Segments From this episode
GM has begun filings for the nation's largest industrial bankruptcy ever. Steve Chiotakis talks to reporter Tamara Keith about what will emerge from the GM bankruptcy, including hopes for a better chance at competition.
Ford is planning to take advantage of its bailout-free position by ramping up production by 10 percent in the third quarter. Steve Chiotakis talks more about Ford with Fortune Magazine's Allan Sloan.
Millions of viewers are expected to tune into The Tonight Show tonight to watch the "new guy." But will they stick around? Jeff Tyler reports ad rates will probably maintain current prices, but the competitions is circling.
Congress is exploring the government's role in protecting vulnerable coastal communities from hurricanes. A reintroduced bill would create a federal catastrophe fund in the event of a major disaster. Sam Eaton reports.
The sale of GM's European division has opened up major squabbling across Europe. Bill Radke talks to Marketplace's Stephen Beard about the potential Canadian and Russian buyers and why there's controversy.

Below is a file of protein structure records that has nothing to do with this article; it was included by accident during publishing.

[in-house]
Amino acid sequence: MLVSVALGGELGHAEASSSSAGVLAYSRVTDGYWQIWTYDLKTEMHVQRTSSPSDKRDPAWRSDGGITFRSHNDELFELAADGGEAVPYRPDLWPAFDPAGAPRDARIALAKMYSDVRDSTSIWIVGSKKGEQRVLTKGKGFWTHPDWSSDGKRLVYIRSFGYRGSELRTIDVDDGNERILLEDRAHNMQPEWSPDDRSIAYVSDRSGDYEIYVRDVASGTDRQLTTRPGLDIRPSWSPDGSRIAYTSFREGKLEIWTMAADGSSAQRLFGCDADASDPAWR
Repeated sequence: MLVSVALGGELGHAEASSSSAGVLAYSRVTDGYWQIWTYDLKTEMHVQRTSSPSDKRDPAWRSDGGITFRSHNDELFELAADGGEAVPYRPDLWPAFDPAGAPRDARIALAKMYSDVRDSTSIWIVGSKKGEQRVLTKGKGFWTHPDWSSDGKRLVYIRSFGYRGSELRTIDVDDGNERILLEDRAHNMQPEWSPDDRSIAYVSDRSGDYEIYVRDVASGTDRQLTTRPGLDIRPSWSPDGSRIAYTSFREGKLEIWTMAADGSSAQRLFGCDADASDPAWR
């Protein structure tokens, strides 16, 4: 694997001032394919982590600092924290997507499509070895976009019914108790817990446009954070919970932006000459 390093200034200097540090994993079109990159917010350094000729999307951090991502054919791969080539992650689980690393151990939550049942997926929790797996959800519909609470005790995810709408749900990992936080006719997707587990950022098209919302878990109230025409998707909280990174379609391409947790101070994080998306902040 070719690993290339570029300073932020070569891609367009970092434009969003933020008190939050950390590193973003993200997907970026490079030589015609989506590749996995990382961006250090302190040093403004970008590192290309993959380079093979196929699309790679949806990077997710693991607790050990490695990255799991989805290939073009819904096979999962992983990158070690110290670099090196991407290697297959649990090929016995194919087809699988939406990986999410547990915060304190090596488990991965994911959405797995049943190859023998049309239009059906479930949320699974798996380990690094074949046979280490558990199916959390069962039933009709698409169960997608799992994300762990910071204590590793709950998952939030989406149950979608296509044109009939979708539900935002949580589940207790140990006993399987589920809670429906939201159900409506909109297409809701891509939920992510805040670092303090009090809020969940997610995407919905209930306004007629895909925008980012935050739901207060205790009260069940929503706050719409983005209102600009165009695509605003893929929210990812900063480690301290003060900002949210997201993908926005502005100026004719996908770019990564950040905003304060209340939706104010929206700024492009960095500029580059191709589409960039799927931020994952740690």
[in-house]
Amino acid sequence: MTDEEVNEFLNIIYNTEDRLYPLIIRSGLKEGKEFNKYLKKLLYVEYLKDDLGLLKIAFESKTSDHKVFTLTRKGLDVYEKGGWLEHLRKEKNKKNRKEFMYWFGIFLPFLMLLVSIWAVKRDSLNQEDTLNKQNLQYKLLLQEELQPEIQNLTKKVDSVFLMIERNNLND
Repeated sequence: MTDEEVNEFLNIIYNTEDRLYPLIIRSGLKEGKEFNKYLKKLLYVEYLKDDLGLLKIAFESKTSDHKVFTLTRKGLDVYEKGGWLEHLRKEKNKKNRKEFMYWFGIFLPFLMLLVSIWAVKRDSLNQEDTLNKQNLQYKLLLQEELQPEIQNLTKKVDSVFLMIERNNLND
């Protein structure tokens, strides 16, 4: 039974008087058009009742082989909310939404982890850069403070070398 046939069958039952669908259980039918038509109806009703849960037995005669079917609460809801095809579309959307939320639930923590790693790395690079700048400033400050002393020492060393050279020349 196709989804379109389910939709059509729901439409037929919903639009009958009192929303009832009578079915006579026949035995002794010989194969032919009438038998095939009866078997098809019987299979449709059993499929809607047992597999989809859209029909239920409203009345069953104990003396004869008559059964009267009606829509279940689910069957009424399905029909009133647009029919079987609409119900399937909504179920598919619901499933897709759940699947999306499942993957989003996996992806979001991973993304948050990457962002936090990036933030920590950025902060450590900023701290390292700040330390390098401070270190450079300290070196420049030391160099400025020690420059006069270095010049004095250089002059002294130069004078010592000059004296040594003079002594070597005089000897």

Treasury Secretary Tim Geithner told a crowd in China the U.S. government is just a temporary caretaker for General Motors, and that he expects GM to emerge quickly from bankruptcy stronger. Scott Tong reports how they reacted.
When the Silicon Valley started to see a large influx of Indian engineers, one entrepreneur thought it was a good time to open up a Bollywood theater nearby. Karen Weise reports how the theater stays afloat in rough times.
Bill Radke talks to Marty Krepsky, sales manager at Bill Wink Chevrolet in Dearborn, Mich., about his reaction to the GM bankruptcy filing and how he feels about the automaker being owned by the U.S. taxpayer.
Marketplace Morning Report for Monday, June 1, 2009